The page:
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‘Cha-cha’ proponents should think twice before opening up ‘insecure’ PHL economy

By Kyle Aristophere T. Atienza, Reporter

POLICY MAKERS must ensure that the country’s institutions and vulnerable communities are capacitated and equipped to deal with economic liberalization measures before passing the so-called “economic” Charter change (Cha-cha), analysts said.

Jayvy R. Gamboa, a lecturer at the Ateneo De Manila University’s (ADMU) Department of Economics, said legislators must consider the socioeconomic and health insecurities of Filipinos before “further opening an already insecure country.”

“We cannot look at the proposed economic Cha-cha in a vacuum,” he said in an e-mail. “Such a proposal cannot be interpreted without looking at the context in which Filipinos are currently situated: one that is gravely dependent and unfortunately still centered on health concerns or insecurities.”

The House Committee on Constitutional Amendments last month approved a resolution seeking to amend certain economic provisions of the 1987 Constitution. This involves easing restrictions on foreign ownership of public utilities, mass media, educational institutions, among others.

Mr. Gamboa said policy makers may use the emerging “human security” approach in evaluating the impact of lifting foreign restrictions.

In 2012, the United Nations General Assembly adopted a resolution calling for a governance that is based on “human security” to pursue the 2030 Agenda for Sustainable Development. It sought to address the root causes of socioeconomic insecurities, noting that solutions must be “people-centered, comprehensive, context-specific, and prevention-oriented.”

The approach seeks “to create inclusive and resilient societies that directly address the wide range of interconnected and mutually reinforcing vulnerabilities or insecurities.”

“This paradigm does not call for ‘band-aid’ solutions on a minute problem, without due consideration on the other factors tied to it. If we will proceed with the latter, the country is bound to face unintended consequences that our policy makers did not even consider at the beginning,” Mr. Gamboa said.

Institutional problems that emerged during the pandemic must be addressed in order to maximize the economic potential of any move amending the economic provisions in the 50-year-old Constitution, Mr. Gamboa said.

“Without a labor force that is confident of their own and their families’ health and of the healthcare available to them, businesses will continue to be unstable,” he added.

“The fears of those who are critical of the economic Cha-cha at this point will come true. Filipinos will become the losers in this game, which we ourselves have set up.”

More discussion on the impact of economic Cha-cha at the community level is needed, ADMU Policy Center research fellow Michael Henry Ll. Yusingco said in a Facebook messenger chat.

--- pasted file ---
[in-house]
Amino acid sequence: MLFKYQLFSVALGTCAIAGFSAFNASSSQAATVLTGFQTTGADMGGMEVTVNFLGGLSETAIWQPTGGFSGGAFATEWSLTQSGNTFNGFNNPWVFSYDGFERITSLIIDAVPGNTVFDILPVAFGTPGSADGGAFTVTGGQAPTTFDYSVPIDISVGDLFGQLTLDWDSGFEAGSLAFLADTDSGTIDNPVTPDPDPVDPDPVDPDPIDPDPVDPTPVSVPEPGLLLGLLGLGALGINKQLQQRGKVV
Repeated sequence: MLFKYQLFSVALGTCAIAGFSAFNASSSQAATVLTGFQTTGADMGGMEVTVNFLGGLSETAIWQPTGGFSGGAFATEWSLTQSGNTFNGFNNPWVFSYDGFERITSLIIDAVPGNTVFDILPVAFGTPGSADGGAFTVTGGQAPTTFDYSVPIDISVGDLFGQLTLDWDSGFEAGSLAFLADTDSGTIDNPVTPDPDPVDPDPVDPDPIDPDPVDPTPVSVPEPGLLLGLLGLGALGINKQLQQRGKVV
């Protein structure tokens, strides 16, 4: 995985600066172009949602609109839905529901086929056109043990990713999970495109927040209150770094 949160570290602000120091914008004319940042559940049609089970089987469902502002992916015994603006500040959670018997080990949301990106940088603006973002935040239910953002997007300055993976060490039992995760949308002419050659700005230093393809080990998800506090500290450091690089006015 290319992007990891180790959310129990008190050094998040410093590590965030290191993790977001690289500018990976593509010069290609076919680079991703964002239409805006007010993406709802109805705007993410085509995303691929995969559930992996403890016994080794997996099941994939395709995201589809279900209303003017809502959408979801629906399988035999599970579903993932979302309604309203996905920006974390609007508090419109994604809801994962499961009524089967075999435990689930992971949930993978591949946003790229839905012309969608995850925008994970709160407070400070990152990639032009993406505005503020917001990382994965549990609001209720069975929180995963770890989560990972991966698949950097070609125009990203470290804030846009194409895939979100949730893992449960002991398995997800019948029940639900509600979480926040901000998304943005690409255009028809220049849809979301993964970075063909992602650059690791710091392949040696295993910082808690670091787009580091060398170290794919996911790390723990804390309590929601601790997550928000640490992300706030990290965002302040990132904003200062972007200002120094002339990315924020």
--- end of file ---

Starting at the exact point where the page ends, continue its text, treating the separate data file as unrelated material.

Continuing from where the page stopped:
“The concerns of sectors that will be affected, such as educational institutions, regional media outlets, indigenous peoples in mining areas, need to be heard and considered,” Mr. Yusingco said. “A strong and concerted protest mobilization from any of these groups can scuttle economic Cha-cha altogether.”

Mr. Yusingco said there should be a mechanism to allow the public to submit proposals for economic Cha-cha.

Using the context-specific approach in the human security paradigm, Mr. Yusingco said it is difficult to see how economic Cha-cha can help the economy’s post-pandemic recovery.

“Moreover, economic Cha-cha is likewise not necessary in other potential recovery strategies such as comprehensive digitalization, revamping the manufacturing sector, ramping up domestic food production, and expansion of ecozones,” he added.

Lawmakers should consider the suggestion of many economists to focus on health sector reforms as the main cog of a national recovery plan. They should also take note of the absence of a clear regulatory approach to balance national security and foreign investment liberalization, Mr. Yusingco said.

“Foreign interference in social and political affairs is a very serious matter. Obviously, our government must be equipped in dealing with this problem,” he said.

Terry L. Ridon, convenor of infrastructure advocacy InfraWatchPH, said the current push for Charter change does not address the root causes of socioeconomic insecurities, such as job loss and insecurity, healthcare access and delivery, education access, among others.

“With a massive number of new cases due to new variants spreading across the nation, the focus of the government should be how to continue finding the balance between economic easing and implementing health and safety protocols, and undertaking mass vaccination,” he said in an e-mail.

“We cannot be distracted with noise coming from quarters seeking to toy with the Constitution at this time.”

Mr. Ridon said the country would be able to reach its previous levels of economic growth without easing the foreign equity restrictions because the “country achieved unprecedented GDP (gross domestic product) growth in the last 20 years” despite equity restrictions in protected industries.

“A large percentage of GDP consists of sectors that are not within equity restrictions, such as outsourcing, semiconductor manufacturing, tourism, finance and other exports,” he said.

Mr. Gamboa, meanwhile, said lawmakers should also ensure that the local businesses, especially micro, small, and medium enterprises, would be able to compete with new entrants.

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